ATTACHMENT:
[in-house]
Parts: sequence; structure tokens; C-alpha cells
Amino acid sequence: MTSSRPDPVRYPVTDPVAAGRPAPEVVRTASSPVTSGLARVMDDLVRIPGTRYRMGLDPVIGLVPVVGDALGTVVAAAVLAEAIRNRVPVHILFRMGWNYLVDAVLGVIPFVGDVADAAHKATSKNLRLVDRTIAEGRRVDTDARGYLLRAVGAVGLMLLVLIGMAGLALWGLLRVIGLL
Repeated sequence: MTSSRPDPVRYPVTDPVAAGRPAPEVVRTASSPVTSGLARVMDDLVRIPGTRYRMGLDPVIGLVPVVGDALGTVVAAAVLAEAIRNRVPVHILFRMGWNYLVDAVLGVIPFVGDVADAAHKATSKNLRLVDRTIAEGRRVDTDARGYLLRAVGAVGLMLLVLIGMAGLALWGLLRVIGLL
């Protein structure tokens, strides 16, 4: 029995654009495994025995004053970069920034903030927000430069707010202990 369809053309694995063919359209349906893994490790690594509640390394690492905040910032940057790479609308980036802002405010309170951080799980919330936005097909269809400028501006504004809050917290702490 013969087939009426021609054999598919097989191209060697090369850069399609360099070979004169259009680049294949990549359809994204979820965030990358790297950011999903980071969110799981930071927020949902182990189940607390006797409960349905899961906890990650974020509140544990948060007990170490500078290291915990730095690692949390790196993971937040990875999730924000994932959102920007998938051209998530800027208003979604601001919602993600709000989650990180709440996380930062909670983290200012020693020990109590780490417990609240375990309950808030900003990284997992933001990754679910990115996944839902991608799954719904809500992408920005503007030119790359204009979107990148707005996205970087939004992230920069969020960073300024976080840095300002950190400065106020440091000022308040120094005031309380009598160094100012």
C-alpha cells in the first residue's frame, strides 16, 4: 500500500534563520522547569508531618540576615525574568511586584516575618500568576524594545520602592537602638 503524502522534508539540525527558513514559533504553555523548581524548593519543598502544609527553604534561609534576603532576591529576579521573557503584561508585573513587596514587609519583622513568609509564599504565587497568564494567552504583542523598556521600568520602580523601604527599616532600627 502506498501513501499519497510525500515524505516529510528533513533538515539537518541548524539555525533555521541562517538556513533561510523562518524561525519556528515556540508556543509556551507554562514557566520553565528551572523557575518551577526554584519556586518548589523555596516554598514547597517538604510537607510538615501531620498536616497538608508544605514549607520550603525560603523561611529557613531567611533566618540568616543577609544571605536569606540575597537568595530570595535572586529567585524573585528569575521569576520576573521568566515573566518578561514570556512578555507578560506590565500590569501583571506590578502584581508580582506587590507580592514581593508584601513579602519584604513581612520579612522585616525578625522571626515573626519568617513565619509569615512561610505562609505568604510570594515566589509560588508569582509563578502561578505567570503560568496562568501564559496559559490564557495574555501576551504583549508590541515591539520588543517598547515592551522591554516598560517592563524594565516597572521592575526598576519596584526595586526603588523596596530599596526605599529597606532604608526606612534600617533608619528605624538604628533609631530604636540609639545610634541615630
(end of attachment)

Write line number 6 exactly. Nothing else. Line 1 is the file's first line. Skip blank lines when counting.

C-alpha cells in the first residue's frame, strides 16, 4: 500500500534563520522547569508531618540576615525574568511586584516575618500568576524594545520602592537602638 503524502522534508539540525527558513514559533504553555523548581524548593519543598502544609527553604534561609534576603532576591529576579521573557503584561508585573513587596514587609519583622513568609509564599504565587497568564494567552504583542523598556521600568520602580523601604527599616532600627 502506498501513501499519497510525500515524505516529510528533513533538515539537518541548524539555525533555521541562517538556513533561510523562518524561525519556528515556540508556543509556551507554562514557566520553565528551572523557575518551577526554584519556586518548589523555596516554598514547597517538604510537607510538615501531620498536616497538608508544605514549607520550603525560603523561611529557613531567611533566618540568616543577609544571605536569606540575597537568595530570595535572586529567585524573585528569575521569576520576573521568566515573566518578561514570556512578555507578560506590565500590569501583571506590578502584581508580582506587590507580592514581593508584601513579602519584604513581612520579612522585616525578625522571626515573626519568617513565619509569615512561610505562609505568604510570594515566589509560588508569582509563578502561578505567570503560568496562568501564559496559559490564557495574555501576551504583549508590541515591539520588543517598547515592551522591554516598560517592563524594565516597572521592575526598576519596584526595586526603588523596596530599596526605599529597606532604608526606612534600617533608619528605624538604628533609631530604636540609639545610634541615630